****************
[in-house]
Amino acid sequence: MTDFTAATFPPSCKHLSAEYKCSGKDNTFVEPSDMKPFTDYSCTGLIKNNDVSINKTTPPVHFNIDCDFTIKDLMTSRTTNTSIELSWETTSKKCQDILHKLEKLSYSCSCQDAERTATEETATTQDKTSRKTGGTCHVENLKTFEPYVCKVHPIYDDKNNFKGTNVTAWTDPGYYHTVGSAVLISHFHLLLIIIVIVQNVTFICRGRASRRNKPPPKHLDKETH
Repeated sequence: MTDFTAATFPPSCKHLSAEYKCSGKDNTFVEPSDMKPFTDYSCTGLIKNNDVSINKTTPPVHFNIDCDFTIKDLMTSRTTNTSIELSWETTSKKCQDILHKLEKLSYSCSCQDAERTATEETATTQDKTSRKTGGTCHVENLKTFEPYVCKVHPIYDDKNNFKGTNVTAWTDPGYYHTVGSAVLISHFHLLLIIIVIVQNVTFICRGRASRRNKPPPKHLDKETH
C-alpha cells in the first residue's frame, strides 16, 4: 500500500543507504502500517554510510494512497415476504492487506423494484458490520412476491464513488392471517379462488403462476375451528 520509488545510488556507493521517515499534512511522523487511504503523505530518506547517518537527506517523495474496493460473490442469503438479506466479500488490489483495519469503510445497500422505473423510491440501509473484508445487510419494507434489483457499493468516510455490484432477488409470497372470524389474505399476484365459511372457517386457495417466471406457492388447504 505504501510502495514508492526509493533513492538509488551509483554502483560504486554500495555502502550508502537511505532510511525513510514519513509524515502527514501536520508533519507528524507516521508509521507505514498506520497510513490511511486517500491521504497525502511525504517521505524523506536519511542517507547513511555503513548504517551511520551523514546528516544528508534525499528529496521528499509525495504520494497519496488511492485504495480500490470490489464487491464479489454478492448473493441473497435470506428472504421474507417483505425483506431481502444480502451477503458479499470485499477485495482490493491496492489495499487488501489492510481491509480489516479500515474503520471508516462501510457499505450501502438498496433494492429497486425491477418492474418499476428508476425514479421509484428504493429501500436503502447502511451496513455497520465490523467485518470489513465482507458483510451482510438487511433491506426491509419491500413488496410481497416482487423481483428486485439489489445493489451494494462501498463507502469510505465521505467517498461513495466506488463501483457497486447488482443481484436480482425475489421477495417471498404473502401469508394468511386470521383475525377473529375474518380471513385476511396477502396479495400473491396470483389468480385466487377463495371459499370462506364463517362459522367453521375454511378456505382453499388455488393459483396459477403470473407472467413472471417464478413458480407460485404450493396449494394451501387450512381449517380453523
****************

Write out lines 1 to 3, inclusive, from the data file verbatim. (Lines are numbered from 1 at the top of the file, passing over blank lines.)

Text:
[in-house]
Amino acid sequence: MTDFTAATFPPSCKHLSAEYKCSGKDNTFVEPSDMKPFTDYSCTGLIKNNDVSINKTTPPVHFNIDCDFTIKDLMTSRTTNTSIELSWETTSKKCQDILHKLEKLSYSCSCQDAERTATEETATTQDKTSRKTGGTCHVENLKTFEPYVCKVHPIYDDKNNFKGTNVTAWTDPGYYHTVGSAVLISHFHLLLIIIVIVQNVTFICRGRASRRNKPPPKHLDKETH
Repeated sequence: MTDFTAATFPPSCKHLSAEYKCSGKDNTFVEPSDMKPFTDYSCTGLIKNNDVSINKTTPPVHFNIDCDFTIKDLMTSRTTNTSIELSWETTSKKCQDILHKLEKLSYSCSCQDAERTATEETATTQDKTSRKTGGTCHVENLKTFEPYVCKVHPIYDDKNNFKGTNVTAWTDPGYYHTVGSAVLISHFHLLLIIIVIVQNVTFICRGRASRRNKPPPKHLDKETH